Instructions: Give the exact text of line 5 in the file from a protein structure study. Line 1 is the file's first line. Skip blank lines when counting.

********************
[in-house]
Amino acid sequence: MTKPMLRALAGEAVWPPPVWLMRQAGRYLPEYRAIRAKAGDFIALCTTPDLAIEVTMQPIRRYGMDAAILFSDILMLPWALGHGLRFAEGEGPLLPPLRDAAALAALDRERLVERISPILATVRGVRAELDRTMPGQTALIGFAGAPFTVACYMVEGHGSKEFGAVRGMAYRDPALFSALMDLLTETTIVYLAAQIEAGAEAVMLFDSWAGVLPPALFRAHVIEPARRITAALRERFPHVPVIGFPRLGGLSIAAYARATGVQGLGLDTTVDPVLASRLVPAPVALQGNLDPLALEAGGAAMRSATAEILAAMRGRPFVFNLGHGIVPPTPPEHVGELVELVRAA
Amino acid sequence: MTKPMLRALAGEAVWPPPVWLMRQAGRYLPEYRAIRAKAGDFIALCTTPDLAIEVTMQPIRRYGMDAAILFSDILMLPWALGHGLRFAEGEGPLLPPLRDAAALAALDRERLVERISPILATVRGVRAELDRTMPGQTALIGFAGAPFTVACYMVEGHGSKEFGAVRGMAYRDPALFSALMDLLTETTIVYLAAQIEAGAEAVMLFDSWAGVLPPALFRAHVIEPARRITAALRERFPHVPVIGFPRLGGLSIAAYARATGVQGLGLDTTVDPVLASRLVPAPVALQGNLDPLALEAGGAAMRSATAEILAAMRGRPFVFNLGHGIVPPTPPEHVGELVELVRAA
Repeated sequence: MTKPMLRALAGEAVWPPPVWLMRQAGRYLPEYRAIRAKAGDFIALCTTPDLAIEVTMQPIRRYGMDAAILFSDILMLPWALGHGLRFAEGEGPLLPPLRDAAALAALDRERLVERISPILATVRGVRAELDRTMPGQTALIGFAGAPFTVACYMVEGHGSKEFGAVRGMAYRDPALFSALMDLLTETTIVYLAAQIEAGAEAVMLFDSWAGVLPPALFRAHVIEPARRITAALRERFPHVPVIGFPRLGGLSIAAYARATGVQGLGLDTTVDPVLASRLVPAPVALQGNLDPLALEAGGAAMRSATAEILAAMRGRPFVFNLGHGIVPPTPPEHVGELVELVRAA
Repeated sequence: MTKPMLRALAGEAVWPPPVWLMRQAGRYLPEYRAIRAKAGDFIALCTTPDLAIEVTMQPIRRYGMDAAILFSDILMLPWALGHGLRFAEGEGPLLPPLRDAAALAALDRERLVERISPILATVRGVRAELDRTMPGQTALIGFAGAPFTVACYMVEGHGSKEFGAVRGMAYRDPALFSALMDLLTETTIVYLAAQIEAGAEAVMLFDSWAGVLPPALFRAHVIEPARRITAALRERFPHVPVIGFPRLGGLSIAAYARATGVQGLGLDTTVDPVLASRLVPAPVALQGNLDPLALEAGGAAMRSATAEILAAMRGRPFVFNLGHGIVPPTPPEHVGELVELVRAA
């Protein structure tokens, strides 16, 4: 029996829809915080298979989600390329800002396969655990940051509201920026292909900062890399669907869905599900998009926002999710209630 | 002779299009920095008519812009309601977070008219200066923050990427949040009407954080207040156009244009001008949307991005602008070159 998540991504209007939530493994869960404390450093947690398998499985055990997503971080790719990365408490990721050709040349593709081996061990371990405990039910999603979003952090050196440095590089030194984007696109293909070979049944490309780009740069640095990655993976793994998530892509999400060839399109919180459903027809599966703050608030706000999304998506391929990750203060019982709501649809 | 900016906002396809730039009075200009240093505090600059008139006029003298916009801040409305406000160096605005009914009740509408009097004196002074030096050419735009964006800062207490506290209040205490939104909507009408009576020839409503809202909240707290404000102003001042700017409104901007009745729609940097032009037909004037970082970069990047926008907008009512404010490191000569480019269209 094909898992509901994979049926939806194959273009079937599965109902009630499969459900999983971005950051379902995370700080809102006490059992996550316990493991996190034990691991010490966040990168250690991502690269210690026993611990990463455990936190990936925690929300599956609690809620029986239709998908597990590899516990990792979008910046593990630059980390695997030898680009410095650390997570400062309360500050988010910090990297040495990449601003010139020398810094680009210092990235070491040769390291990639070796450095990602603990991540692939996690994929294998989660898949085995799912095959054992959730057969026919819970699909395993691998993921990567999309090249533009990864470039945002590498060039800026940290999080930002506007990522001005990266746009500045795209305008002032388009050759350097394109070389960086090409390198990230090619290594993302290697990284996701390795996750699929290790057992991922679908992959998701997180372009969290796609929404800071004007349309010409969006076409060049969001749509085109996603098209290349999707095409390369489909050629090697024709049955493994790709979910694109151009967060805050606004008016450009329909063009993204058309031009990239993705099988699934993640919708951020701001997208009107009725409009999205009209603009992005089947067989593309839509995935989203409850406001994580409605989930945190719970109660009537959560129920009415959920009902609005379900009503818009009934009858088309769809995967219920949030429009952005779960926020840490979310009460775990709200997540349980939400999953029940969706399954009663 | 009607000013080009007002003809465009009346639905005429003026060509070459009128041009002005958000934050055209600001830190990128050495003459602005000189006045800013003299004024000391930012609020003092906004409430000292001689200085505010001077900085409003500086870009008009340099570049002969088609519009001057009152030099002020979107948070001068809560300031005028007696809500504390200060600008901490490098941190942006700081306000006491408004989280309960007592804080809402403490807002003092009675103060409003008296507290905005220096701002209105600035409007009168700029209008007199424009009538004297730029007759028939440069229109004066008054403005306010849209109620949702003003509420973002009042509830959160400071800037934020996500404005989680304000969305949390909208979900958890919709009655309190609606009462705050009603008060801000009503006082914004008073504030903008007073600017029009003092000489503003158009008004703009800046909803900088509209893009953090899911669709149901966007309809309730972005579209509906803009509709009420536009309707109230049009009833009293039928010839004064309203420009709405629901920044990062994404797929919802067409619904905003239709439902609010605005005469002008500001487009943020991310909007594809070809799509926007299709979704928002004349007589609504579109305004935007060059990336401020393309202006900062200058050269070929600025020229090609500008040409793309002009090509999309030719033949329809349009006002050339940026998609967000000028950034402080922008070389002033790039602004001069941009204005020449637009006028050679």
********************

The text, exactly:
Repeated sequence: MTKPMLRALAGEAVWPPPVWLMRQAGRYLPEYRAIRAKAGDFIALCTTPDLAIEVTMQPIRRYGMDAAILFSDILMLPWALGHGLRFAEGEGPLLPPLRDAAALAALDRERLVERISPILATVRGVRAELDRTMPGQTALIGFAGAPFTVACYMVEGHGSKEFGAVRGMAYRDPALFSALMDLLTETTIVYLAAQIEAGAEAVMLFDSWAGVLPPALFRAHVIEPARRITAALRERFPHVPVIGFPRLGGLSIAAYARATGVQGLGLDTTVDPVLASRLVPAPVALQGNLDPLALEAGGAAMRSATAEILAAMRGRPFVFNLGHGIVPPTPPEHVGELVELVRAA